This week the Organisation for Economic Co-operation and Development (OECD) has published the preliminary data for 2020 on Official Development Assistance (ODA). The release echoes findings from our recent research that shows ODA flows holding up better than some had initially feared early last year when DAC members committed not to increase, but to ‘striv[e] to protect ODA budgets’. In 2020, estimated ODA flows from the members of the Development Assistance Committee (DAC) to low and middle income countries totalled $161.2 billion, from $152.8 billion in the previous year.
While this week’s press release of the ODA figures trumpeted ‘record levels’ of assistance, it is a signal of just how far expectations of ODA have fallen that this is being perceived as a relative success story. When compared to the fiscal measures taken by national governments to provide domestic relief during the crisis, it’s a drop in the ocean. The increase in ODA flows over the past 12 months across all DAC members has been $8.4 billion, equivalent to one twentieth of a percentage point (0.05%) of the $16 trillion (that is a mind-boggling $16,000,000,000,000) of fiscal measures taken by national governments to address the pandemic. A growing share of ODA flows are also loans, to be repaid in the future.
The need for international public finance in global vaccination
The muted enthusiasm for development assistance has been evident in the limited financial support to date for global vaccination efforts. Throughout 2020 and 2021, pledges to purchase vaccines through COVAX have totalled $8.6 billion. To put that in perspective, as at the end of 2020, the UK government had already spent £12 billion on the vaccination programme for the UK population alone.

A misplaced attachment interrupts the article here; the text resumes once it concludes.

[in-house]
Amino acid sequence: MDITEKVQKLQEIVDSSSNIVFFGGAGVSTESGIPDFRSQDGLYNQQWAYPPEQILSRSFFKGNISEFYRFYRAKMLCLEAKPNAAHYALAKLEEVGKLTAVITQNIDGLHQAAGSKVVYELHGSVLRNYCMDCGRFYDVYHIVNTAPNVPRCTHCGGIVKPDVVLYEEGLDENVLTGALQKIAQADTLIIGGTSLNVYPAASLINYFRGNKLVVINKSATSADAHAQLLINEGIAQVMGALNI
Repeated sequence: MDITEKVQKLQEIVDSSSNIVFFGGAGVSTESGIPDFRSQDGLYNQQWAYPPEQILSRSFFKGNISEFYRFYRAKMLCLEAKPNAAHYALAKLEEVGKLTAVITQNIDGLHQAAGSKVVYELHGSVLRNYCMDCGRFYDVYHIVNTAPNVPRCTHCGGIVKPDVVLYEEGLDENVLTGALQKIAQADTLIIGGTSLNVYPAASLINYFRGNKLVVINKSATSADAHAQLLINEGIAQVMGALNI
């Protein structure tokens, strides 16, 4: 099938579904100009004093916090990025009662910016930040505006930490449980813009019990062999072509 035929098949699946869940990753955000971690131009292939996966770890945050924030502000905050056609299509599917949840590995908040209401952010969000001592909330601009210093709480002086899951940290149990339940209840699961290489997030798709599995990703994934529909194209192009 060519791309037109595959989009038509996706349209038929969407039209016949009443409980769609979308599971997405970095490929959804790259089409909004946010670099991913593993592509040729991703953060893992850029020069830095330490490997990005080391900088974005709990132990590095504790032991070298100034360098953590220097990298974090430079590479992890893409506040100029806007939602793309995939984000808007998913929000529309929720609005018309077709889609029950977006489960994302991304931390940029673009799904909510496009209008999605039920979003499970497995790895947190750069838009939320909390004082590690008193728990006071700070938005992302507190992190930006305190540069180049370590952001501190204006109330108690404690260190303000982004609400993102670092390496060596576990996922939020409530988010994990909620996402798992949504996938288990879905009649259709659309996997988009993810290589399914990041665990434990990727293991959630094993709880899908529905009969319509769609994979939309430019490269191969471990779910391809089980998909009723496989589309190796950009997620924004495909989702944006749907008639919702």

It is difficult to think of a cause where there has ever been clearer need for international public finance than in ‘mass vaccination of the world’. At a global level, the benefits of containment of Covid-19 clearly outweigh the costs. It becomes clearer with each mutation of the virus that ‘nobody is safe until we are all safe’. Once supply constraints of vaccines ease, benefits for both the global common good and national self-interest will be clearly aligned.
However, the highly uneven distribution of resources across nations means that not all individual governments will necessarily be able to pick up the bill of mass vaccination of population. Two shots of a $4 vaccine (before costs of roll-out are considered) is a lot of money in low-income countries where average per capita annual current health spending is $36. Much of the finance that has been made available to combat the crisis has come in the form of emergency loans (via the International Monetary Fund, IMF), or freezing debt repayments. Yet the sustained containment and control of Covid-19 will require a redistribution of resources across nations and not just a temporary line of credit.
Rolling out vaccination programmes across populations is also much more complicated than simply buying a lot of vaccines. Administering national large vaccination programmes calls upon state capability and complex systems: it cannot be outsourced to a management consultancy. Again these can potentially be supported through ODA-funded investment in systems strengthening and building bureaucratic capabilities.
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This publication first appeared on the ODI site.
Authors: Mark Miller, Annalisa Prizzon.
The views are those of the authors and not necessarily those of ETTG.